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Image by David Tip

French Polynesia

Sailing in French Polynesia unfolds a paradisiacal adventure, where turquoise waters cradle lush green islands, and each breeze carries the essence of tropical bliss. The archipelago, scattered across the South Pacific, is a haven for sailors seeking an idyllic escape. Tahiti, the largest island, serves as a gateway to this nautical paradise. The surrounding Society Islands, including Bora Bora and Moorea, boast coral-fringed lagoons and overwater bungalows that epitomize luxury against a backdrop of volcanic peaks. Beyond, the Tuamotu Archipelago beckons with its coral atolls, offering untouched anchorages and some of the best diving in the world. The Marquesas Islands, known for their rugged beauty and cultural richness, provide a more remote sailing experience. Whether navigating the calm lagoons or sailing the open ocean, French Polynesia presents a sailor's dream, where every journey is a brushstroke on the canvas of an earthly paradise.

Possible Itineraries








Bora Bora


Embark on a 7-day sailing odyssey in Tahiti, a voyage that encapsulates the essence of Polynesian paradise. Begin your journey in Papeete, Tahiti's bustling capital, where the vibrant markets and tantalizing cuisine set the stage. Navigate the azure waters to Moorea, an island of emerald peaks and tranquil bays. Huahine beckons with its lush landscapes and ancient mysteries, leading to Raiatea, a historical and cultural gem. Taha'a enchants with the aroma of vanilla, paving the way for the grand finale in Bora Bora. Here, the iconic lagoon, overwater bungalows, and vibrant marine life provide a fitting crescendo to your seafaring symphony. As you return to Papeete, the memories of this weeklong escapade, woven with sunsets, snorkeling adventures, and cultural immersions, linger as a testament to the enchantment of Tahiti's waters.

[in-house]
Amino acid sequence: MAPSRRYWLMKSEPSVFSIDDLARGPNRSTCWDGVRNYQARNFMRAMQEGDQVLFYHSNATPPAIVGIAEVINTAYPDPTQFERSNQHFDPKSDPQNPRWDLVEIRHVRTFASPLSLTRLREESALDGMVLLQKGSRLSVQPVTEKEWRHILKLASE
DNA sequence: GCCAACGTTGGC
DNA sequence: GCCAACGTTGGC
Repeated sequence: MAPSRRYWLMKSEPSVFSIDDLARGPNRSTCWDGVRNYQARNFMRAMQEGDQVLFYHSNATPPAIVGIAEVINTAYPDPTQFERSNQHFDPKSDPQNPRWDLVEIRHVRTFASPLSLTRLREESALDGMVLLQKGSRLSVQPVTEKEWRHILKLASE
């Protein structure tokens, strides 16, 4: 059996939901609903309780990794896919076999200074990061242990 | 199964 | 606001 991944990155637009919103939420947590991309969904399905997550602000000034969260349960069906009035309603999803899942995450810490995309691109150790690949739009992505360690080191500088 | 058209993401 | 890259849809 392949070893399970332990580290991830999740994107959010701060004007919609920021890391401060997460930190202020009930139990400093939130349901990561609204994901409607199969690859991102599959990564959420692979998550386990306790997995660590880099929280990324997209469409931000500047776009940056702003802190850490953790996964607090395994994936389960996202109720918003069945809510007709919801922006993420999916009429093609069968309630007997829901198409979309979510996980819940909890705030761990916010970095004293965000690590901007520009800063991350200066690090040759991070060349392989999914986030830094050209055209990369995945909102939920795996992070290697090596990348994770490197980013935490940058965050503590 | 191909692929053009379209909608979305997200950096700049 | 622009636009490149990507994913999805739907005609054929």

Cyclades map

May - June

May and June present an excellent window for sailing in French Polynesia, marked by mild temperatures and consistent Southeast Trades. The conditions are favorable, with calm seas and warm waters, ideal for navigating the archipelago's lagoons and exploring vibrant coral reefs. This period signifies the transition to the cooler, drier season, with lower rainfall and occasional refreshing showers. Sailing enthusiasts can enjoy a delightful experience, taking advantage of the pleasant weather and clear underwater visibility for activities like snorkeling. French Polynesia during May and June offers a sailor's paradise, combining gentle winds with breathtaking landscapes both on and off the water.

French Polynesia, a sailor's paradise!

French Polynesia, with its network of captivating islands scattered across the vast expanse of the South Pacific, stands as an unrivaled paradise for sailors. The azure waters are a sailor's playground, inviting seafarers to navigate through a mosaic of lagoons surrounded by coral reefs, their vibrant hues visible beneath the crystal-clear surface. The trade winds provide a gentle and consistent breeze, making sailing a delight. Each island offers a unique charm, from the dramatic peaks of Bora-Bora to the verdant shores of Moorea. Navigation in these waters is not only about the sheer joy of sailing but also a gateway to exploring diverse marine life through snorkeling and diving. The warm hospitality of the local communities and the rich Polynesian culture add an extra layer of enchantment to this sailor's haven. Whether you are an experienced mariner or a novice adventurer, French Polynesia beckons with its idyllic anchorages and a seafaring experience that resonates with the essence of true paradise.

July - August